Dec 13, 2012 06:18 AM
EU ends antitrust investigation into e-book deals
European Commission regulators have accepted a concession offer from Apple and four major book publishers and halted <a href="http://macnn.com/rd/275444==http://www.electronista.com/articles/12/10/10/one.of.five.publishers.not.participating.in.settle ment/" rel='nofollow'>an antitrust investigation into e-book pricing</a>, <em>Reuters</em> reports. "The commitments proposed by Apple and the four publishers will restore normal competitive conditions in this new and fast-moving market, to the benefit of the buyers and readers of e-books," claims EU Competition Commissioner Joaquin Almunia. The publishers include Simon & Schuster, HarperCollins, Hachette, and Macmillan.<br><br>Under the terms of the agreement, Apple and the publishers will have to let retailers set their own e-book prices for at least two years; any "most-favoured nation" contracts have been scratched for five years. Such contracts prevent publishers from making deals with rival retailers to sell books at a lower price. In the case that prompted the EU probe, Apple was mandating that prices couldn't be set any lower than they were on the iBookstore, a move that was widely believed to be aimed at sabotaging the low prices Amazon was offering for Kindle books.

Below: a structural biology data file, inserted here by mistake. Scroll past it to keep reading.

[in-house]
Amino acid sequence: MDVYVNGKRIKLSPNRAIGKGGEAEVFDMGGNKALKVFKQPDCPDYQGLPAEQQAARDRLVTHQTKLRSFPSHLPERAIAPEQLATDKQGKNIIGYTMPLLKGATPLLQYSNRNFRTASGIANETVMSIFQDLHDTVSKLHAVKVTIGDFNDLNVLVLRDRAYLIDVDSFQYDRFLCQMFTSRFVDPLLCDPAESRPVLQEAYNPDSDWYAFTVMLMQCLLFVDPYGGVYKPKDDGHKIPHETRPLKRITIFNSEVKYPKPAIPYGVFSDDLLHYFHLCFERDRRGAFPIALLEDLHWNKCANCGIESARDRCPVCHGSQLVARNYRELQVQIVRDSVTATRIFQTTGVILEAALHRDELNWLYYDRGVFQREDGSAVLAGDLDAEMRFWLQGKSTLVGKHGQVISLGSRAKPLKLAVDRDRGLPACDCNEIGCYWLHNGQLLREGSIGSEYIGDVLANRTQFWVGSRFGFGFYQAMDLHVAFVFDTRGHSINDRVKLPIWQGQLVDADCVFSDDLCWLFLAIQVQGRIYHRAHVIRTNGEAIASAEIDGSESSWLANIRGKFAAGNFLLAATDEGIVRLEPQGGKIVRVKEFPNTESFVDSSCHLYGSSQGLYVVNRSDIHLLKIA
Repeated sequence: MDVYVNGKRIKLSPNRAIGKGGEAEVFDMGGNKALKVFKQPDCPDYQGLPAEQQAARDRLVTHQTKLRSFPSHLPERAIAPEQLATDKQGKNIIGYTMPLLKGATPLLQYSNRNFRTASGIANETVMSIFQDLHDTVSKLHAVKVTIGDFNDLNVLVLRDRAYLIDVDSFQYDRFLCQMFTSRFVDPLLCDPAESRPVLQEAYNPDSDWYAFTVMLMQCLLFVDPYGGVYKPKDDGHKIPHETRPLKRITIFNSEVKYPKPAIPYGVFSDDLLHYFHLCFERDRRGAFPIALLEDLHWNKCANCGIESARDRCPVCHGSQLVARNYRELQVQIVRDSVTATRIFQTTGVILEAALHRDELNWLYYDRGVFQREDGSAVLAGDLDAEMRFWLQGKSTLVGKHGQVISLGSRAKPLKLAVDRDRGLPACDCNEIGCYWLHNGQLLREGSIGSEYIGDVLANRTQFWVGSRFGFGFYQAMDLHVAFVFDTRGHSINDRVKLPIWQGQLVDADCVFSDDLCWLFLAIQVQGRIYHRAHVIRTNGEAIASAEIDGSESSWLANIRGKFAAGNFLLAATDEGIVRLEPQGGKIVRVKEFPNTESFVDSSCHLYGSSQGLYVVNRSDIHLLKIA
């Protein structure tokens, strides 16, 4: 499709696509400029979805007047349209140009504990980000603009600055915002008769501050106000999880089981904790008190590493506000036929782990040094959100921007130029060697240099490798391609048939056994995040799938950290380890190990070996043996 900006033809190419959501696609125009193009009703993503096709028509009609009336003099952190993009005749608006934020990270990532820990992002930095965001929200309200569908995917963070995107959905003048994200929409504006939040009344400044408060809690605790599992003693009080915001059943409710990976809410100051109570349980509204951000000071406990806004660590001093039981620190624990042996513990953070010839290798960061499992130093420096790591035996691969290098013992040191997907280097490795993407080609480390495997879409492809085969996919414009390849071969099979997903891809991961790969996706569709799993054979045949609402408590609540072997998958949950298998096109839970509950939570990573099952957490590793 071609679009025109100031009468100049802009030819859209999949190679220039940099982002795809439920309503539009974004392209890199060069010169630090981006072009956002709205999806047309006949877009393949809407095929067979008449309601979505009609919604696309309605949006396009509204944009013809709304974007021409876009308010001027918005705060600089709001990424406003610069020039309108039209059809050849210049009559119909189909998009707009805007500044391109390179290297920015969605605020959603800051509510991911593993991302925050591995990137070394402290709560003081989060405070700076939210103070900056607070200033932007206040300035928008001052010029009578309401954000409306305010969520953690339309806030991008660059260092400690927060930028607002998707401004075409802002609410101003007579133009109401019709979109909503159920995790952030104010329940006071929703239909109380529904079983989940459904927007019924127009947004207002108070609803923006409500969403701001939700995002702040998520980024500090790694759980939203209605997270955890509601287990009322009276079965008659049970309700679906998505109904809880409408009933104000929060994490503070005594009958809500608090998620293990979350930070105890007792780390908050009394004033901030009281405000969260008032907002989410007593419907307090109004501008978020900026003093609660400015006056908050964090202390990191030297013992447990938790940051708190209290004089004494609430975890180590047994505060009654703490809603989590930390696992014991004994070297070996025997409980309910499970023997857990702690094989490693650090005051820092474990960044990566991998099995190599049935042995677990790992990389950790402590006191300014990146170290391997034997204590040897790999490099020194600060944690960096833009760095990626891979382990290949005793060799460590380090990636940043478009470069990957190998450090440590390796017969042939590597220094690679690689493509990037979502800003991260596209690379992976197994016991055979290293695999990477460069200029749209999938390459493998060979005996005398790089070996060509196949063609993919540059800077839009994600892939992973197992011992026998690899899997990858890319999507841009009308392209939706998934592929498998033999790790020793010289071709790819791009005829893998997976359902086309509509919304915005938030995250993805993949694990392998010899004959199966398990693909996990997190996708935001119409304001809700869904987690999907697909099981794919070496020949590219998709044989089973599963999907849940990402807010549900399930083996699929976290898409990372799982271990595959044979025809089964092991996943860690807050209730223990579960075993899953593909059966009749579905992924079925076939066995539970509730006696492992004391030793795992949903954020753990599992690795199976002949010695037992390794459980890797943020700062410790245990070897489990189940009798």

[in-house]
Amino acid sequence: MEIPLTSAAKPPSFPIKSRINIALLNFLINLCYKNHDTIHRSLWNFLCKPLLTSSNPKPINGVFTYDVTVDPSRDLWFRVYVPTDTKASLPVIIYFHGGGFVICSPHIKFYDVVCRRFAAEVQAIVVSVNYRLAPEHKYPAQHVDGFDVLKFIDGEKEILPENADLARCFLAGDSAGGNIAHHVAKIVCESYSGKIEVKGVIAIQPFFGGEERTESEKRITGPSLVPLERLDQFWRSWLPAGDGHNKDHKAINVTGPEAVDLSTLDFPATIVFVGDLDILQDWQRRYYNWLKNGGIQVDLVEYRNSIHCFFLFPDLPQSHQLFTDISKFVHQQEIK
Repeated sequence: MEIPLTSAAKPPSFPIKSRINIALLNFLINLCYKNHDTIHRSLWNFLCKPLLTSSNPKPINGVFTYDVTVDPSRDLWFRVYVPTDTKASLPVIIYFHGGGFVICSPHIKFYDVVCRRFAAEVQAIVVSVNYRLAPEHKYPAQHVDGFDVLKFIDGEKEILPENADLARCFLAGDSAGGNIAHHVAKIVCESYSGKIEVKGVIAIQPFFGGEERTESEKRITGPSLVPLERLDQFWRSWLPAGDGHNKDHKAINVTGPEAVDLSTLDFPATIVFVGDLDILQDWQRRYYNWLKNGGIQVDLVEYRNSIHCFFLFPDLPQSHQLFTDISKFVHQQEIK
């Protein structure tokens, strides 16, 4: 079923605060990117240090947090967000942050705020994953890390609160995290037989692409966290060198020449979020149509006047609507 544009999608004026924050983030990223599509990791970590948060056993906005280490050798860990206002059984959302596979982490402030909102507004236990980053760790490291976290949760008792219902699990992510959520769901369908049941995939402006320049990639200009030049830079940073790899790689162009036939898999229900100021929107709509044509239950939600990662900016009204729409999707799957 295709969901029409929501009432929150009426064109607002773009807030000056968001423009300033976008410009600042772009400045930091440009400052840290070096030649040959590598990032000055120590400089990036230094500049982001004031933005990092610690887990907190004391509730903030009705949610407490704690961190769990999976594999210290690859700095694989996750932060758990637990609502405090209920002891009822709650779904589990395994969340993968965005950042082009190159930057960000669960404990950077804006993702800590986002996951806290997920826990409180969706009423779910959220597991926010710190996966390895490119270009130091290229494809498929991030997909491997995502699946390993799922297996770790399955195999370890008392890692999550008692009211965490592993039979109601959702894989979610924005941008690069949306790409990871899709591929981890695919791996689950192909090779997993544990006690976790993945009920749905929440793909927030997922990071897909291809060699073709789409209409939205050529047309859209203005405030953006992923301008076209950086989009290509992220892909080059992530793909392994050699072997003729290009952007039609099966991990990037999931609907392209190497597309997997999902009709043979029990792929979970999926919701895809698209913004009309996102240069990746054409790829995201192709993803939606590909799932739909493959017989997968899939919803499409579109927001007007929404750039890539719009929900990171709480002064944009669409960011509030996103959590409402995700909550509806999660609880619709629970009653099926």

Despite the arrangement, and the popularity of the iPhone and iPad, Apple is still a minor player in the e-book market. Amazon controls 65 percent of US sales, followed by Barnes & Noble at 27 percent. That leaves every other e-book seller scrambling for just 8 percent.